Bret Strachan's depiction of "what's wrong with professional sports" [Free for All, Aug. 21] probably hits the mark as it applies to other sports, but he is misinformed in applying the same rationale to professional golf. First, the players he referred to were not asking for compensation for playing the Ryder Cup. Both the Ryder and President's Cup matches are sponsored by the PGA of America, not the PGA Tour. This PGA puts $50,000 into whatever charity a player designates for all the President's Cup participants. The meeting of the players and the PGA was to make the Ryder Cup have a similar arrangement. Jim Nance of CBS Sports interviewed the president of the PGA, and the latter stated flatly there was no disagreement and that something would be worked out so that these two tournaments provide similar monetary arrangements.
Second, as opposed to other sports, in which salaries are paid to professional athletes with up to seven-year contracts, golf players have no guarantee, no salary. Every tournament is a new career. To put golfers in the same category with football or basketball players is wrong. Tennis players and golfers live on winnings from each tournament, and golfers have to be better than half the 154 players entered in each tournament to even get a paycheck.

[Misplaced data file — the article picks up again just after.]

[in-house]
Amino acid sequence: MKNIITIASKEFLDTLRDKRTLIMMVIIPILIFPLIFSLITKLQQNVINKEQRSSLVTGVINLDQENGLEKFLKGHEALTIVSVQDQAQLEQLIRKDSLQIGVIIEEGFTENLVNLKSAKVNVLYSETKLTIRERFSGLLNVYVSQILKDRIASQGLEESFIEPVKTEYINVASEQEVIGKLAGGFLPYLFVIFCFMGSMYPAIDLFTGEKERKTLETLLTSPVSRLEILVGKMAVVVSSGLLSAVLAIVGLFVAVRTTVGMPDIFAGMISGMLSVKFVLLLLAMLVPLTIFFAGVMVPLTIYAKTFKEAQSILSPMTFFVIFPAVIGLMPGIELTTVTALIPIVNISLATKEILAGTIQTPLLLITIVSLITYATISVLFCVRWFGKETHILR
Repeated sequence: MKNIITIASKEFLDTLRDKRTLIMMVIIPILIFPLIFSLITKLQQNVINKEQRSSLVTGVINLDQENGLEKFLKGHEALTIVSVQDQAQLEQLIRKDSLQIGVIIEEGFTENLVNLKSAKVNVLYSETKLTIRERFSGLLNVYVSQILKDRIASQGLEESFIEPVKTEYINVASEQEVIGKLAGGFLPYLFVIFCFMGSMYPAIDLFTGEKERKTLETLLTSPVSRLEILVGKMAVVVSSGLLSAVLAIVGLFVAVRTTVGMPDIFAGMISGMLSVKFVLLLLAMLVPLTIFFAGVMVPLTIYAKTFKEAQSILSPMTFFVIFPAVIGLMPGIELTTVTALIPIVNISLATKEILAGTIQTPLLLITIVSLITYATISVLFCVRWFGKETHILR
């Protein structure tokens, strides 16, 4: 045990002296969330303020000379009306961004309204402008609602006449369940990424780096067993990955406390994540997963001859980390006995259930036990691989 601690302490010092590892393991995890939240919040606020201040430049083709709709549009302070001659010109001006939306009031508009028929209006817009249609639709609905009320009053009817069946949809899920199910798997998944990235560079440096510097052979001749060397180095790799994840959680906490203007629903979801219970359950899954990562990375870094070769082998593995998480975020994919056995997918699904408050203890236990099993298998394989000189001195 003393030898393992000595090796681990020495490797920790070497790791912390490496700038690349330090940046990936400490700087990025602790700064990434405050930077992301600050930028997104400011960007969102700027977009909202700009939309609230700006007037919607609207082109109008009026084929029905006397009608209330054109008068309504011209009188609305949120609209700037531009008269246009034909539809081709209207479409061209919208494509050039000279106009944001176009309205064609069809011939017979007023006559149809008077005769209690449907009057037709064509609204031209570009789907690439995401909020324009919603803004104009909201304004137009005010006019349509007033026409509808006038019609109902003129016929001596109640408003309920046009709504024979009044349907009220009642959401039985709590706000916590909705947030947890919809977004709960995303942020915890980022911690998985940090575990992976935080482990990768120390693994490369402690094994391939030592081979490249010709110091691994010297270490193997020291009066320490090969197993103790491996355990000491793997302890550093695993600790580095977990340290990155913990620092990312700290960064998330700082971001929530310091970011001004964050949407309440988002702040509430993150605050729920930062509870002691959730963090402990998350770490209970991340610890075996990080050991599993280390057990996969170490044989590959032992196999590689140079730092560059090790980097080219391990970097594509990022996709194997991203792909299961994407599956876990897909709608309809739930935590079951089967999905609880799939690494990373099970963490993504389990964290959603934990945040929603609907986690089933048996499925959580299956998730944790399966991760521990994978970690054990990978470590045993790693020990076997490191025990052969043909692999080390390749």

Third, I agree with Strachan when he criticizes Michael Wilbon for saying that sports is all about money. And Strachan is right that professional sports do not take patriotism personally. But this criticism should be leveled at tennis more than anywhere else. Fourteen of the finest NBA stars were proud to represent the United States in the Olympics, and, yes, the women who played soccer in the World Cup were also professionals. In golf, many players try hard to make both the Ryder and President's Cup teams. It is the Davis Cup in tennis that year after year has trouble getting the top players to play. For example, I believe you would have found Pete Sampras on the golf course during the last Davis Cup matches.
Finally, several sportswriters have made the mistake of categorizing a stipend that goes to charity as a "tax write-off." You can only itemize a deduction of actual income. If someone donates money in your name, there is no deduction.
I have been a marshall at golf tournaments for 18 years, including both President's Cup matches played at Robert Trent Jones at Lake Manassas. If you want to know how these golfers really feel, you should have been standing where I was when Fred Couples sank the putt on the 17th hole to win the President's Cup three years ago. I was right beside Ian Baker-Finch, co-captain of the international team, and as I turned to look at him when the putt went in, he broke down crying. I do not think he was crying because he lost a paycheck.
-- Tom Rush